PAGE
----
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It’s an age-old public health question — how to preserve people’s ability to make their own choices while encouraging them to make good ones.

In the realm of food, it’s something that school administrators, health insurers, and lawmakers have been thinking a lot about in recent years. Some approaches they’ve tried out are dramatic: for instance, banning sodas in school vending machines, or implementing a junk food tax. Others are more subtle. These so-called “nudges” often use positive cues and suggestions rather than rules to try to change behavior.


Here, five sneaky nudges that research has shown have the potential to make a real difference.

1. Think ahead

Getting kids to choose healthy meals has always been a challenge. But researchers at the University of Florida found a way to do it. They studied 70 students at a Florida school who used a software program to preorder their school lunches. Some placed their orders as usual, while others received behavioral “nudges” based on United States Department of Agriculture’s MyPlate recommendations. Kids who chose all five of the recommended food items got a screen with a smiley face. Those who did not, got a screen asking if they wanted to go back; while they could decline that offer, the “no” button was grayed out.

Researchers found that students getting the MyPlate nudges selected significantly more fruit, veggies, and low-fat milk than students in the control group. University of Florida researcher Gabrielle Miller believes that preordering takes away impulse selections. “It’s like that rule about making a list before you go grocery shopping,” she said. “You’ll make more healthful choices.”


2. Point the way

Speaking of groceries, researchers at New Mexico State University recently found that a good way to get people to buy, and subsequently eat, more fresh fruits and vegetables is to remind consumers where to find them.

In a 14-day pilot study examining the effects of in-store marketing, researchers selected two similar grocery stores in the same chain and with similar customer bases. The floor of one store got 6-by-3-foot arrows in highly visible areas, pointing toward the produce section. The arrows were marked with notes like, “Follow green arrow for health,” with images of fruits and vegetables and positive emoticons. The store with the arrows saw a significant increase in people’s spending on produce, but their overall spending didn’t go up — indicating that shoppers were trading prepackaged food for fresh food.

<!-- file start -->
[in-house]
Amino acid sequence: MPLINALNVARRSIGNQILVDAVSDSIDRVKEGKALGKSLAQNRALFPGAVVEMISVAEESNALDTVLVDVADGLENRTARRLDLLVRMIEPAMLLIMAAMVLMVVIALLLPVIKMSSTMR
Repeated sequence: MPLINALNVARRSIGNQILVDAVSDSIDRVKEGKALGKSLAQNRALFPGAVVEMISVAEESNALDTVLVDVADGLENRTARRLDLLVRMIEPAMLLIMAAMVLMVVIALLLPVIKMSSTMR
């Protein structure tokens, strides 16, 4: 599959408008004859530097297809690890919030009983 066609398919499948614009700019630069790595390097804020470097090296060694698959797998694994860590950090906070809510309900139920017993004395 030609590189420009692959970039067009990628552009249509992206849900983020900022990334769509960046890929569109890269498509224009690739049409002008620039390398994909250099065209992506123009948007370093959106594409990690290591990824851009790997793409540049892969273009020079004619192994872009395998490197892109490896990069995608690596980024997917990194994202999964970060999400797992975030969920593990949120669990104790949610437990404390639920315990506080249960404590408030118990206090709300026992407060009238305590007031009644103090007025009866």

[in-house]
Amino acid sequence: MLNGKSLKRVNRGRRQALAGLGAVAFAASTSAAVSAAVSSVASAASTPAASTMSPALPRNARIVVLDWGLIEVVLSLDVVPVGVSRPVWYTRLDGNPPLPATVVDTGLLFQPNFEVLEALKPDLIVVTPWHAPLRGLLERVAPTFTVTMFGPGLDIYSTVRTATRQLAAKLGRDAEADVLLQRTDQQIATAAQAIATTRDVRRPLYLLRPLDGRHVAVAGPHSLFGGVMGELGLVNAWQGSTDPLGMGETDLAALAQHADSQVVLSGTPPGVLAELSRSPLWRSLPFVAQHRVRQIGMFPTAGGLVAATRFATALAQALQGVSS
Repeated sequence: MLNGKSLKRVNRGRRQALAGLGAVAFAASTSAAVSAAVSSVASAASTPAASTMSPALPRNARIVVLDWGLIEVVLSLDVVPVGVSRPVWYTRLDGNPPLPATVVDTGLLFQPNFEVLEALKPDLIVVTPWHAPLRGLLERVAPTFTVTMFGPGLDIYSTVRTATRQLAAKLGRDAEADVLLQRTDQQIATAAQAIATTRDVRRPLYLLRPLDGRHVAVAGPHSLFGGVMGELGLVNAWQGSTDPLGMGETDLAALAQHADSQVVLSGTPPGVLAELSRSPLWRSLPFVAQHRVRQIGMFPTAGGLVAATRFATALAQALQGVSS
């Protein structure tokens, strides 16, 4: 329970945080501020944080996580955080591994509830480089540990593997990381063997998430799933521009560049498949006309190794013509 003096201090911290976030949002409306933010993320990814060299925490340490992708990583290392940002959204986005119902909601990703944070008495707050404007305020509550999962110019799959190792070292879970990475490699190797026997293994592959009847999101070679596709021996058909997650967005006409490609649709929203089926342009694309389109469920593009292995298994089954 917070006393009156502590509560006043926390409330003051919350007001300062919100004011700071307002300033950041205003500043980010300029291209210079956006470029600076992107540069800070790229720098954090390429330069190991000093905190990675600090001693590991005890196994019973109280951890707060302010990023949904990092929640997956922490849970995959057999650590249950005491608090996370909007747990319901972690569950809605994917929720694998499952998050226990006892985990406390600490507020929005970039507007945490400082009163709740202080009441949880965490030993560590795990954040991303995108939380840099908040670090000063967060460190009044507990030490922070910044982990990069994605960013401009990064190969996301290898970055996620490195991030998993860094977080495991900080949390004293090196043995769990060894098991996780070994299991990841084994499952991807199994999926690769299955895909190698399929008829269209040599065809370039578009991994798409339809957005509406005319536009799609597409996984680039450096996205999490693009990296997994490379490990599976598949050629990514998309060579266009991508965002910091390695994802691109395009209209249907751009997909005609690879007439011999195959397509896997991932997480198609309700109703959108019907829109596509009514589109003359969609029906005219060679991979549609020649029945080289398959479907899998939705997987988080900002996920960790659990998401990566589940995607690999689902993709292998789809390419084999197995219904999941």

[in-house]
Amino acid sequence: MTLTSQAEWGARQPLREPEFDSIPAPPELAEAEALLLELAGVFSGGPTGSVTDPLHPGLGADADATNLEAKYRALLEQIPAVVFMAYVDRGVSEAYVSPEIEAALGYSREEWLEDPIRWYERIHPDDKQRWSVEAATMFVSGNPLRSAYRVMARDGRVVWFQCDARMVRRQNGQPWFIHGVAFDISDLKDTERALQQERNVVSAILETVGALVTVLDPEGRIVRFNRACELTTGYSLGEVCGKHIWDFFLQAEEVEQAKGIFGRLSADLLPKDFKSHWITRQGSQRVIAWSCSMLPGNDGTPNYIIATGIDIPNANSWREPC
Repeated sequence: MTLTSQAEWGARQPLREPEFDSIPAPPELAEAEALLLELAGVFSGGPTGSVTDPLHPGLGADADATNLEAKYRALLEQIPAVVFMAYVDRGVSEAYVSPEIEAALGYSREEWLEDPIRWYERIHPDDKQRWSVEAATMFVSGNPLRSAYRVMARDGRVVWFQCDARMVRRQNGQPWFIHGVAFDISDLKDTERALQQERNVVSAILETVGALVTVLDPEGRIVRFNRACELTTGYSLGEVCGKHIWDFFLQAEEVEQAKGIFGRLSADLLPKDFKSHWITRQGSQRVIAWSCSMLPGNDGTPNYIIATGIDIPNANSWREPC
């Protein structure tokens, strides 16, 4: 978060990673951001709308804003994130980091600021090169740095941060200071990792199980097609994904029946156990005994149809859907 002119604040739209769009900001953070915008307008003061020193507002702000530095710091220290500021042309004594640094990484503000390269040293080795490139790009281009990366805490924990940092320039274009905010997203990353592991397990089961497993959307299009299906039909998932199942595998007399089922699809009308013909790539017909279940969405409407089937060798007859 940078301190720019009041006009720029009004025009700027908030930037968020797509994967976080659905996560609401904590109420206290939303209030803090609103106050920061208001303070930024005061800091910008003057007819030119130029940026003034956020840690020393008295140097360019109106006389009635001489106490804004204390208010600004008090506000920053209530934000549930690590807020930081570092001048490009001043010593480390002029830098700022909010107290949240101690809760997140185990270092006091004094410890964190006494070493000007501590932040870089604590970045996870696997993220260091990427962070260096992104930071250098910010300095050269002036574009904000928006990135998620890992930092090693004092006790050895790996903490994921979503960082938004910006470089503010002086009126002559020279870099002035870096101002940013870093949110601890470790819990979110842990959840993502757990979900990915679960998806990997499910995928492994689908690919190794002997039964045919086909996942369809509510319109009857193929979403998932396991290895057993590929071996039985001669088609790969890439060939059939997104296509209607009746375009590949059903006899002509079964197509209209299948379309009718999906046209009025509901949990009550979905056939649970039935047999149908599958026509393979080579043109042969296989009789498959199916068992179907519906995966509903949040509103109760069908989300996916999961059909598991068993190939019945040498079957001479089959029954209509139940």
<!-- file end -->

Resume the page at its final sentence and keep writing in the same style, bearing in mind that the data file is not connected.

3. Buck the system

Teenagers often resist even the gentlest of directives to do anything, including healthful eating. So behavioral scientists tried harnessing that rebellion toward positive aims. And it seems to work.

Researchers divided up eighth-graders into groups. One got traditional healthy eating education; another group also got a discussion of healthy eating, but it was framed as a way to take a stand against the manipulative food industry. The next day, that group chose fewer junk food items from a snack menu than the other did. For the teens that got the “take a stand” message, there was a 7 percentage point increase in the rate at which they chose water over sugary drinks. They also also picked healthier snacks — like fruit, carrots or nuts — over chips or cookies at an 11 percent higher rate than they had prior.

“This treatment led eighth graders to see healthy eating as more autonomy-assertive and social justice-oriented behavior,” the researchers wrote. “Public health interventions for adolescents may be more effective when they harness the motivational power of that group’s existing strongly held values.”

4. Consider placement

Where food is located can make a big difference in whether it’s selected and eaten. Nutritionists, psychologists, and others are recommending that stores and restaurants put healthier options in favorable locations.

Food marketing researchers at Cornell University suggest that restaurants can design menus to emphasize healthier items by listing them first within sections and columns with bigger or more colorful typefaces. Cafeterias are also experimenting with moving salad bars closer to entrances and desserts farther away.

And we’re all used to the quick-grab goodies making up the obstacle course of temptation at the grocery checkout. University of Oxford scientists found that sales of healthy foods increased when they were placed closer to the cash register. The researchers noted that tricks like this worked even when people knew they were tricks. “Repositioning healthy foods is a simple, effective, and well-accepted nudge to increase healthy purchases,” wrote the researchers. “Moreover, disclosing its purpose does not impact on effectiveness.”

5. Win with words

Cornell researchers have found that restaurant menu items marked with descriptors such as “succulent” or “traditional” were ordered more often than items with plainer titles. They suggest using the technique with more healthful menu choices. For example, “tender grilled chicken,” instead of just “grilled chicken.” Catchy names work, too. In a study of 8- to 11-year-olds, carrots were added to their school lunches. When the carrots transformed into “X-ray vision carrots,” the kids crunched away 66 percent of them, but they ate only 32 percent of carrots with the the mild-mannered title “food of the day.” In another study, lunchtime vegetable sales went up 99 percent in a school that offered “Silly Dilly Green Beans” and “Power Punch Broccoli.”